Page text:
5 Questions with Marilène Oliver

What is the future of the human body?

5 Questions with Marilène Oliver

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What is the future of the human body? If you walked into Enterprise Square this week, you may have confronted this question head on.

What began two years ago as a multi-disciplinary research project eventually morphed into DyscorpiaDyscorpia, the new exhibition occupying Enterprise Square Galleries until mid May. To get a feel for Dyscorpia, you needn't look further than Art & Design professor and exhibition curator Marilène Oliver - her own work has blurred the boundaries between art and science, biology and technology, the real and the virtual for years.

We caught up with Marilène for an inside look at Dyscorpia:

What is Dyscorpia all about?

Dyscorpia sums up that feeling all of us know, but can't quite name: it's the unease between the body and new technologies. You know that funny feeling, when you don't quite know what to do with yourself anymore?

We're having to re-learn our bodies in the face of these technologies.

How do you see the human body changing?

I've been working with visualizations of the body using medical data for the past 20 years. When I first started we had really low resolution data, the images used to be grainy… it was hard to work with.

Now, I have super high resolution, detailed images in virtual reality - you can put your head inside and see everything, in tiny millimeters of detail. Complete transparency of the human body is here. You can go inside it and experience it.

Tell me about one of your own pieces on display.

I've always wanted to work with VR, and one of the pieces I did is called "Deep Connections." I was working with an AI researcher, and we kept asking: what is the future of AI? What do we want it to do for us?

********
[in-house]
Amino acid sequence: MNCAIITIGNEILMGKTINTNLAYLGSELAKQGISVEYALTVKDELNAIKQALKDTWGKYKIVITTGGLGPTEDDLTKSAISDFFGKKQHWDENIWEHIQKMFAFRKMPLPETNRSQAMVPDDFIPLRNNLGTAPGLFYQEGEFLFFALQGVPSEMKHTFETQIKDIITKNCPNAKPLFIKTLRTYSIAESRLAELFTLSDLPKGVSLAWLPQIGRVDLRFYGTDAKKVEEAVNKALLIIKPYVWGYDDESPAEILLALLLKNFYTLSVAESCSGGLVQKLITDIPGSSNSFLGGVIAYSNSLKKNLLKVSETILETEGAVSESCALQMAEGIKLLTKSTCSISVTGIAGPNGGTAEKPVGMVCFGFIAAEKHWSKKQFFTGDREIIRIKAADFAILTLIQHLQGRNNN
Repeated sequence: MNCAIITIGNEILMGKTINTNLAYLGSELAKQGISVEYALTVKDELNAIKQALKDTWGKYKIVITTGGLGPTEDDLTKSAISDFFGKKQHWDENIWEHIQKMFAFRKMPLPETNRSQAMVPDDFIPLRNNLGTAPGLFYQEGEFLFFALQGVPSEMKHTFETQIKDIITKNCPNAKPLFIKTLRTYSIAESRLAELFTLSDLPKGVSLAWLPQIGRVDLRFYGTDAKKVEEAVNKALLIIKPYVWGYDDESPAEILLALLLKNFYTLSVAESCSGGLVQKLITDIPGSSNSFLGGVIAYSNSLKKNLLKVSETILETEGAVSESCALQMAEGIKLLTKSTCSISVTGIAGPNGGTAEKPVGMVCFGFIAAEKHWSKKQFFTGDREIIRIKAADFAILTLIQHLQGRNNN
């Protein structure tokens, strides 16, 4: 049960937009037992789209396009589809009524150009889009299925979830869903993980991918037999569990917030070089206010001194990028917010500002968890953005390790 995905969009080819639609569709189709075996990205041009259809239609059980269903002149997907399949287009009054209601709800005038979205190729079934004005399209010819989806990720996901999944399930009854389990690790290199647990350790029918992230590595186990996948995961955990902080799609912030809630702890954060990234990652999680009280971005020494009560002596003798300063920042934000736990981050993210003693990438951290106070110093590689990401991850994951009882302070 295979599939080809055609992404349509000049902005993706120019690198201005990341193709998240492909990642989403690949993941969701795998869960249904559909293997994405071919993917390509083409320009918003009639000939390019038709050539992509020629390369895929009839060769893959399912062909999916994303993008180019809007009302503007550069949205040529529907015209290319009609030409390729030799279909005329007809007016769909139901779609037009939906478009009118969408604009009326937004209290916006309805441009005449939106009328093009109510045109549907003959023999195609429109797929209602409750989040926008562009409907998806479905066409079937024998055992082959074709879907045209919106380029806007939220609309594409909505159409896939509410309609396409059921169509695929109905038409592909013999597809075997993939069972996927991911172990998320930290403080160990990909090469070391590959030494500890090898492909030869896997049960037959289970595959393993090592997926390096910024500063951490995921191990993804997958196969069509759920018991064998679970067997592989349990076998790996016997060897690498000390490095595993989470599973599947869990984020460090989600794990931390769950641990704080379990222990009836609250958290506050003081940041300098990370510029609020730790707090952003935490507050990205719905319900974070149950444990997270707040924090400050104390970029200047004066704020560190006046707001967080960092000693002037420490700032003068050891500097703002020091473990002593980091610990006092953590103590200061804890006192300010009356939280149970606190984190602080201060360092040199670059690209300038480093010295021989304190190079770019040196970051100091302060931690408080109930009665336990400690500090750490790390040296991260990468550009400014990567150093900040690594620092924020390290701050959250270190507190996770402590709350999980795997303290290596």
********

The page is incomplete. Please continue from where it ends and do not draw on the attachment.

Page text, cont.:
At the same time my mother passed away, and I spent a couple weeks in hospital with her. It made me think: what we don't want is to lose that human interaction, where we stay with each other in our most vulnerable moments.

So the VR piece is a figure that's lying prone, and you can hold the figure's hand. As long as you hold their hand, their heart beats - but when you let go it stops. You can stand there and not expect anything of each other, but just be together.

What is one of the other works in the exhibit that you're really excited about?

One of my personal favorites is the Yves Netzhammer installation. He's a Swiss artist, and we have an installation of his animations that are absolutely stunning. They're projected into wall paintings.

It kind of sums up the whole exhibition: we have these figures rendered using computer technology, but they have these poetic and sad and beautiful relationships to objects and other species.

What should someone attending the exhibit expect?

To be surprised. To see technology pushed to its limits for aesthetic purposes. To think about technology in the body.

You've likely never seen anything like this before.

DyscorpiaDyscorpia runs from April 23 - May 12, 2019 at Enterprise Square Galleries. An opening reception will take place on April 27 from 6 p.m. to 9 p.m.

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Marilene Oliver is Assistant Professor of Printmaking and Art & Design. Her work is at the crossroads of new digital technologies, traditional print, and sculpture. It focuses on producing objects that bridge the virtual and the real worlds. She uses medical scanning technologies such as MRI, CT, and PET in works that allow us to materially contemplate our digitized selves. She has exhibited internationally, at the Royal Academy in the UK, the MassMoCA in the US, and the Copernicus Museum in Poland. Her work is also held in a number of private and public collections around the world. She also leads LASERUalberta, a series of Arts-Science public talks.

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